Mississippi is one of four states without a sales tax on third-party sales on the internet, but that could change if a bill that is headed to the Senate floor becomes law.
House Bill 379, known as the Mississippi Marketplace Facilitator Act, is sponsored by state Rep. Trey Lamar, R-Senatobia, and would require third-party sellers with sales of more than $250,000 — such as Amazon, Walmart and Etsy — to collect the state’s 7 percent use tax on purchases.
The Senate Finance Committee amended the bill and sent it to the Senate floor, where it could be considered as soon as next week. The other three states without a marketplace facilitator law are Florida, Kansas and Missouri.
HB 379 would allow the state to collect more revenue, as Amazon only collects use tax on items directly sold by it and not by marketplace affiliates, which account for almost half of its sales. If this bill becomes law, Amazon would collect and remit use tax on all purchases, even those by independent sellers.
State Sen. Chris McDaniel, R-Ellisville, said the bill would amount to a tax increase on consumers. Meg Bartlett, who is the associate commissioner of the Mississippi Department of Revenue, said that sellers already are legally obligated to remit use tax for purchases made by Mississippi residents.
“It was a tax due that was impossible to collect and the fallback position when we passed the bill (that authorized the DOR to collect use tax on online purchases) that this was a magical tax and if we supported it, it wouldn’t be a tax increase at all,” McDaniel said during the Senate Finance Committee meeting. “But the real-world implication was that it was a massive tax increase for the private sector.
“That’s what occurred and my concern is that we’re going to increase this burden on taxpayers and we’re doing this at the worst time imaginable, when we’ve got job losses across the board. It seems like the opposite approach to what we should be having."
The bill would also remove the third-party sellers from liability if the seller has provided them incorrect information.
The bill passed by a 106-13 margin in the House on February 25. Louisiana is the most recent state to have passed a similar law and its law will go into effect on January 1.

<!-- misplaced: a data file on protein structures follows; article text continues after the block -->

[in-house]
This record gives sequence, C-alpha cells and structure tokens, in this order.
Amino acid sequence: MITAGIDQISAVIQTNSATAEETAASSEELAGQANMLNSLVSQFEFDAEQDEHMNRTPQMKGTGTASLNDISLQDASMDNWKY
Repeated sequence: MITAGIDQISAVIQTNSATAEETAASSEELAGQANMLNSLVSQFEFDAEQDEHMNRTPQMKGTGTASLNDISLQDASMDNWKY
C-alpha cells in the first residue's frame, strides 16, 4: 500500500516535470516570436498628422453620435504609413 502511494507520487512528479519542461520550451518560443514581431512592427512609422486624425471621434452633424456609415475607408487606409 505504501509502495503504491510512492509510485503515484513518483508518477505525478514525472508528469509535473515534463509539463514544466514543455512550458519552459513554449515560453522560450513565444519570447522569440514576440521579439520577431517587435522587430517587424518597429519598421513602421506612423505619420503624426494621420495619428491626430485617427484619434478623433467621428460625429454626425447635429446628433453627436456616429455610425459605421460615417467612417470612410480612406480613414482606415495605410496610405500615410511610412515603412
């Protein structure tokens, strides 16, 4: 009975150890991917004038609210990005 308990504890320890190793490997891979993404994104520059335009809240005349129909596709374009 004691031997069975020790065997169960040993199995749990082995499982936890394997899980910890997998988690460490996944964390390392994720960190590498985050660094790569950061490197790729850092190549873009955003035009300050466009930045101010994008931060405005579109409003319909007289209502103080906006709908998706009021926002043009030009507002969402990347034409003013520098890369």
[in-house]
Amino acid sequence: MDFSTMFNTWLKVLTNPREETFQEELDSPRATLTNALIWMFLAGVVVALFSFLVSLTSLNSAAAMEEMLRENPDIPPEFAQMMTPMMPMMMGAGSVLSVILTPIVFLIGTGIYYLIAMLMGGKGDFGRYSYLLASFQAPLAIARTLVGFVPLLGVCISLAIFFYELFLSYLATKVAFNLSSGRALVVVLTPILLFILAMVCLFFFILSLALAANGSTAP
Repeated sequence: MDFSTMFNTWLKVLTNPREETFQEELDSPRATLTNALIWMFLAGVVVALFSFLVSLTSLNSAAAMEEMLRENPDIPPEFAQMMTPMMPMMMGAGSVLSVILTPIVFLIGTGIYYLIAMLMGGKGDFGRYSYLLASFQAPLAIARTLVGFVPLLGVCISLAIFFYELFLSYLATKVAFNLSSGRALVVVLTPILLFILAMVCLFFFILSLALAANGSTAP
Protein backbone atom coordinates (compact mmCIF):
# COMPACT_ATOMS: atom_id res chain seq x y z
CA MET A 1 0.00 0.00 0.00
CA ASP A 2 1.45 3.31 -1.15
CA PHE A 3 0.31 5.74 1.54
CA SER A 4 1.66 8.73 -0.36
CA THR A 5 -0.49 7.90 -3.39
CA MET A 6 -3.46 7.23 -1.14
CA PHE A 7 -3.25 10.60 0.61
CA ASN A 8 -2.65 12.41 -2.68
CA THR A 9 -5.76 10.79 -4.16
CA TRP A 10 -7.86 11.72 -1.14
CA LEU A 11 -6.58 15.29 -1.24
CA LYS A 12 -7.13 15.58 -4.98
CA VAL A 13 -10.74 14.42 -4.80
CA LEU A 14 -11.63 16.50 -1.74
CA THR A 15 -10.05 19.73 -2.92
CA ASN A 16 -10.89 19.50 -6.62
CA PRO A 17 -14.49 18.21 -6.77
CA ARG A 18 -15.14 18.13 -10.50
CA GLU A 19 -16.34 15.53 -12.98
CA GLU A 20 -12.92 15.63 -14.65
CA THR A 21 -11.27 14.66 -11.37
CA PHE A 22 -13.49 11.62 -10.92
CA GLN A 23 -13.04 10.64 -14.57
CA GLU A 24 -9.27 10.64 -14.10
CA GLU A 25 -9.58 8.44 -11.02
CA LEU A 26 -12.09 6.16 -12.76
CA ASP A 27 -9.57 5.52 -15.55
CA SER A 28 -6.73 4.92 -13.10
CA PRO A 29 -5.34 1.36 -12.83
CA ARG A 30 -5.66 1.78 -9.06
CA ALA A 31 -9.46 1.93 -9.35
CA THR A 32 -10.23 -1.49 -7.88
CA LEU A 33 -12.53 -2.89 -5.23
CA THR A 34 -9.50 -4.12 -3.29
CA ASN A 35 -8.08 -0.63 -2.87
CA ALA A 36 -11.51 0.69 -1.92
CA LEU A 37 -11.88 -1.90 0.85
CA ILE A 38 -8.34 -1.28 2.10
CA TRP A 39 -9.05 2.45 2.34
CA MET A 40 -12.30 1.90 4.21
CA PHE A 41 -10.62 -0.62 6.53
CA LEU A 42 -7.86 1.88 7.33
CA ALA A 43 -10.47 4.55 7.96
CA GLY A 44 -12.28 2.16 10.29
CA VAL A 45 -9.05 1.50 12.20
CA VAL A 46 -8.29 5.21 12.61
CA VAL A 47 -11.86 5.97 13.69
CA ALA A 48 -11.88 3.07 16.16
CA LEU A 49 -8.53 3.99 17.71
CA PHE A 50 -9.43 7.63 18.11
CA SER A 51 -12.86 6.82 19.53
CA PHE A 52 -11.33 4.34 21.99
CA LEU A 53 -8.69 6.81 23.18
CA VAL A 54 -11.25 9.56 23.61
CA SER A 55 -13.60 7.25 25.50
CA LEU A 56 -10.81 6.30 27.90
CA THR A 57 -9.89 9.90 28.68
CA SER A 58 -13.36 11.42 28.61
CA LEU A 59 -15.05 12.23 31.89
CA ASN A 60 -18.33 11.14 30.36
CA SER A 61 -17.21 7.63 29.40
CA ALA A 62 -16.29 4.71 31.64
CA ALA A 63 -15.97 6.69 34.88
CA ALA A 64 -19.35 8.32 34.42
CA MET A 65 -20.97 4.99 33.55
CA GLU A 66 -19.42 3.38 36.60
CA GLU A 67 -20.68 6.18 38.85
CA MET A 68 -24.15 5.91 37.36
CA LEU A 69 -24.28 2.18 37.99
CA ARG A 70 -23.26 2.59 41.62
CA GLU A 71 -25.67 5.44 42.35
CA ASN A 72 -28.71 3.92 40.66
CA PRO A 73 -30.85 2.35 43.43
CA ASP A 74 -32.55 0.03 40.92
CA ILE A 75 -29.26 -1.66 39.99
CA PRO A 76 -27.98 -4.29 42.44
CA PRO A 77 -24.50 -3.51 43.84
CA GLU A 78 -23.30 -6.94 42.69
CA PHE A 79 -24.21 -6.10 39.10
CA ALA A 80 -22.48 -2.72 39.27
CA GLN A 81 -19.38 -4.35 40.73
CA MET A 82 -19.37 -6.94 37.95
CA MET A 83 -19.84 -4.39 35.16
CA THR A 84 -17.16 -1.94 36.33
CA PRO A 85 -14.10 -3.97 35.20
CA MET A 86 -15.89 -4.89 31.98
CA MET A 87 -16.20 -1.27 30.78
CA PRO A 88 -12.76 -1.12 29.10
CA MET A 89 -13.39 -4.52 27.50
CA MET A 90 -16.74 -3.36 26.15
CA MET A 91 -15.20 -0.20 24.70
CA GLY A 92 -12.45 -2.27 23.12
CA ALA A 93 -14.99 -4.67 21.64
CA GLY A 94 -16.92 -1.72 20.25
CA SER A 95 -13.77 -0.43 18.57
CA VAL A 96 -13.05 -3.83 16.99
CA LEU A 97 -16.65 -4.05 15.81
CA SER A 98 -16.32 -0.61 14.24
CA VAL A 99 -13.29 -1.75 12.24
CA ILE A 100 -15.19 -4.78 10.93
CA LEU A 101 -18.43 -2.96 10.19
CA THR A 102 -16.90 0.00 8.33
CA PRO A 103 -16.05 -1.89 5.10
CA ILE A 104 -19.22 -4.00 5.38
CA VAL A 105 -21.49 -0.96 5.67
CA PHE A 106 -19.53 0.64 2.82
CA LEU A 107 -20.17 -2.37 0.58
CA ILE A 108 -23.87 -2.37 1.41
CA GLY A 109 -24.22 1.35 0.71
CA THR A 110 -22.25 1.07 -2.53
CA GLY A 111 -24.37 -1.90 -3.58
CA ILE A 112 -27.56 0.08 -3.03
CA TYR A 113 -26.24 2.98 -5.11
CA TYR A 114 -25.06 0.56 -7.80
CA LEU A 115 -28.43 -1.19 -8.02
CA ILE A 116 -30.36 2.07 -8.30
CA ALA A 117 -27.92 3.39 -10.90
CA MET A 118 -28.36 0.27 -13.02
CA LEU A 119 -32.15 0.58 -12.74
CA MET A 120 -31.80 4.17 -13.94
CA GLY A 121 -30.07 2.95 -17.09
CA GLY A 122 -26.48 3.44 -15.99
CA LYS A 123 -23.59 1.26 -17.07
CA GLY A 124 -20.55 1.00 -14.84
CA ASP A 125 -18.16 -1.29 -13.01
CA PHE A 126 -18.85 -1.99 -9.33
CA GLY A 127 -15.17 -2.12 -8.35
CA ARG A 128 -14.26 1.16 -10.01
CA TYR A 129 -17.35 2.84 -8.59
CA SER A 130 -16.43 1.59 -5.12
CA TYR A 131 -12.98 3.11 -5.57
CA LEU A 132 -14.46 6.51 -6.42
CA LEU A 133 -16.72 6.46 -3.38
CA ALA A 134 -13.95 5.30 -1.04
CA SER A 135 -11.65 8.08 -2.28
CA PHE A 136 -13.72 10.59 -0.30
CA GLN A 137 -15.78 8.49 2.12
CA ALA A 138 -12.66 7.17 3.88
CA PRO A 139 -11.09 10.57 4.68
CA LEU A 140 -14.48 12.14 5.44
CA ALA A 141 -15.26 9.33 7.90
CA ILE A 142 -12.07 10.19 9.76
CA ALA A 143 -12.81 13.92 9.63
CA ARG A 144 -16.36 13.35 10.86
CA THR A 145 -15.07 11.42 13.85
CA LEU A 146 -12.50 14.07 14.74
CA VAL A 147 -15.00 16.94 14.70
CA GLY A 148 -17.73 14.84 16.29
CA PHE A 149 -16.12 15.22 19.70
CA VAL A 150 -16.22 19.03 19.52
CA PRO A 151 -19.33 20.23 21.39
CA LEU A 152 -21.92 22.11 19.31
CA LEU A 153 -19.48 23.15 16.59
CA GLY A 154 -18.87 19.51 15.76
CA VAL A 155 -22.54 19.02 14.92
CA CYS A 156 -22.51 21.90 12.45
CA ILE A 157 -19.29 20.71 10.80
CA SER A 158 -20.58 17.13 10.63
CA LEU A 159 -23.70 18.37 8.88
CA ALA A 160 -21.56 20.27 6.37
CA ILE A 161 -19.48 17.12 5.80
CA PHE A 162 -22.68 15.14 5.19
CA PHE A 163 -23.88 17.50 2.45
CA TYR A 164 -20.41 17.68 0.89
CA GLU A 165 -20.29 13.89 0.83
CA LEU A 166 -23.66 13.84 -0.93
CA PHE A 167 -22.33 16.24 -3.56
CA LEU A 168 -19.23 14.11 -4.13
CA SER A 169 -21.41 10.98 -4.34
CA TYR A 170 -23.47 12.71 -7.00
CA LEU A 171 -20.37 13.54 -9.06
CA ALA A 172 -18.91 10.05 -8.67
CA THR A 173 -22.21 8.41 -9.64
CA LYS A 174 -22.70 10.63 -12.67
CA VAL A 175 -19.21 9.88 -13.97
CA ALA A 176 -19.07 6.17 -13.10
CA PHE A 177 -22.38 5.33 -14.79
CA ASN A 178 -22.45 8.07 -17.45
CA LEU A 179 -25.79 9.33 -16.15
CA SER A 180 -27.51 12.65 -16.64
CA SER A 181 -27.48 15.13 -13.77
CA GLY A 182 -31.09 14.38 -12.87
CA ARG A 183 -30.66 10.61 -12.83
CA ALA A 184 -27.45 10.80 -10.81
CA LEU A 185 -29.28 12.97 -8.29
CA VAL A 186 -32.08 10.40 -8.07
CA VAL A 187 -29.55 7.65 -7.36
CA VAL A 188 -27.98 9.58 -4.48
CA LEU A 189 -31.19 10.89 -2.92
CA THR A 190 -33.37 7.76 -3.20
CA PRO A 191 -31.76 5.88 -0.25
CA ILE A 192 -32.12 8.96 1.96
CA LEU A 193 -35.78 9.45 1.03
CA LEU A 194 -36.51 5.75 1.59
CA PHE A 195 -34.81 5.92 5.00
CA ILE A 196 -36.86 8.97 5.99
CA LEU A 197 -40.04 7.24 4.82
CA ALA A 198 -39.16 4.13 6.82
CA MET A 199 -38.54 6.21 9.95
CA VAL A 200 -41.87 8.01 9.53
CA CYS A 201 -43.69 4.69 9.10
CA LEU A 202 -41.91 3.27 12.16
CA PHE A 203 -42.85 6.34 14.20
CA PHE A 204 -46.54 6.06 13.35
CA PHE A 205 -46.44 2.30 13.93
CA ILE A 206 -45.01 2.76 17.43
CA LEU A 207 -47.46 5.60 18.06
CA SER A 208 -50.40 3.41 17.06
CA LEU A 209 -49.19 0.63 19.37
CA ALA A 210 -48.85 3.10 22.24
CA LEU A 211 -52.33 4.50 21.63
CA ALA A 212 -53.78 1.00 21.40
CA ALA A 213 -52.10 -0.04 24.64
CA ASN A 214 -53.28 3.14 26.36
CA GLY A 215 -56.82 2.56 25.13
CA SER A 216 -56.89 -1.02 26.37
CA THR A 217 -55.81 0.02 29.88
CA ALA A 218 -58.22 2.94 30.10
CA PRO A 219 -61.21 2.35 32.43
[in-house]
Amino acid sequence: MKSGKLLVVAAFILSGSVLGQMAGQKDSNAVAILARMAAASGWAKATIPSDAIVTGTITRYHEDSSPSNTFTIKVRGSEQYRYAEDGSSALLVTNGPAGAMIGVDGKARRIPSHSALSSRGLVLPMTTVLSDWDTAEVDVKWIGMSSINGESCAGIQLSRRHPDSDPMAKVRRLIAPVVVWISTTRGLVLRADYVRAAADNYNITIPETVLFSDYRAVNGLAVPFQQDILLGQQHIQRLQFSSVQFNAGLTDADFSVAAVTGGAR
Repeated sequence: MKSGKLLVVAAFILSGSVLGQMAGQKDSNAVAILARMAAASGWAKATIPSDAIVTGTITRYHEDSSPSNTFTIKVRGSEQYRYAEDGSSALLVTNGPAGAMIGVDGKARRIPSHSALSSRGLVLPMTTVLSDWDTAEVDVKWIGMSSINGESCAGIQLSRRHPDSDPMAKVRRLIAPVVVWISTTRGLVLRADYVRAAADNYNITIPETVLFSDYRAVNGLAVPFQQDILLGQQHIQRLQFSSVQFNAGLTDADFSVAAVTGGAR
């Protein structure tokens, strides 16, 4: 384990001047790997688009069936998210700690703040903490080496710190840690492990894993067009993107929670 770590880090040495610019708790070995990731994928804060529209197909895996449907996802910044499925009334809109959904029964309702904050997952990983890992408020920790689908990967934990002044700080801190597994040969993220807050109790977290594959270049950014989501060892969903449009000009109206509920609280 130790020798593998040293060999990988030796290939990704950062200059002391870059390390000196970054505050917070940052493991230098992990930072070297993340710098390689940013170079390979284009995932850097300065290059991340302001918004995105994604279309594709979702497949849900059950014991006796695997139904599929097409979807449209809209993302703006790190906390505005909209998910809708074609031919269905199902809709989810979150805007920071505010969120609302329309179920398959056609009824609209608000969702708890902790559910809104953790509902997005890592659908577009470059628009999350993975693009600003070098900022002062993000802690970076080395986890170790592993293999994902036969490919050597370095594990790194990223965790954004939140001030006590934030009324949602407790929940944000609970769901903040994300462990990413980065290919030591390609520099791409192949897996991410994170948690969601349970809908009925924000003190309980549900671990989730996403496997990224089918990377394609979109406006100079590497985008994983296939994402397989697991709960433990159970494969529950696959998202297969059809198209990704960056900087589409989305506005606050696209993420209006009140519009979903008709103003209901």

Online marketplaces perform three activities:
- They contract with sellers to facilitate the sale of a seller’s product through a marketplace.
- Engage in transmitting or communicating the offer or acceptance between consumer and sellers.
- Perform these services related to a seller’s products: payment processing, listing products for sale, taking orders, providing customer services and accepting (or assisting) with returns or exchanges.
Internet sales taxes became a fact of life after the U.S. Supreme Court’ s 2018 decision in South Dakota v. Wayfair Inc. allowed states to levy them on online sellers. Previously, online sales taxes were illegal for states to levy since a 1992 Supreme Court decision, Quill Corp. v. North Dakota, mandated the concept of a company having a physical nexus (a warehouse or an office) in a state in order for it to be subject to sales taxes.
The Wayfair decision rewrote that standard that to a virtual nexus and states passed new taxes and regulations to mine that revenue stream. Mississippi’s regulations required sales of $250,000 annually to be subject to the state’s use tax, which has been levied for decades on out of state sales.
Once the use tax was mandated for online sellers, both revenues and its percentage of the state’s total tax revenues have increased. In fiscal 2015, the Mississippi Department of Revenue collected $297 million or about 3.8 percent of the state’s total tax revenue.
In fiscal 2019, the state collected $420 million in use tax and that amounted to 5.02 percent of the state’s revenue haul.
In fiscal 2020 (which ends on June 30), the state has collected $290 million in use tax revenue so far, which adds up to 5.76 percent of all tax revenues collected by the DOR. While other tax revenues were down from the COVID-19 pandemic, use tax receipts are up more than $3 million as compared to the same time last year.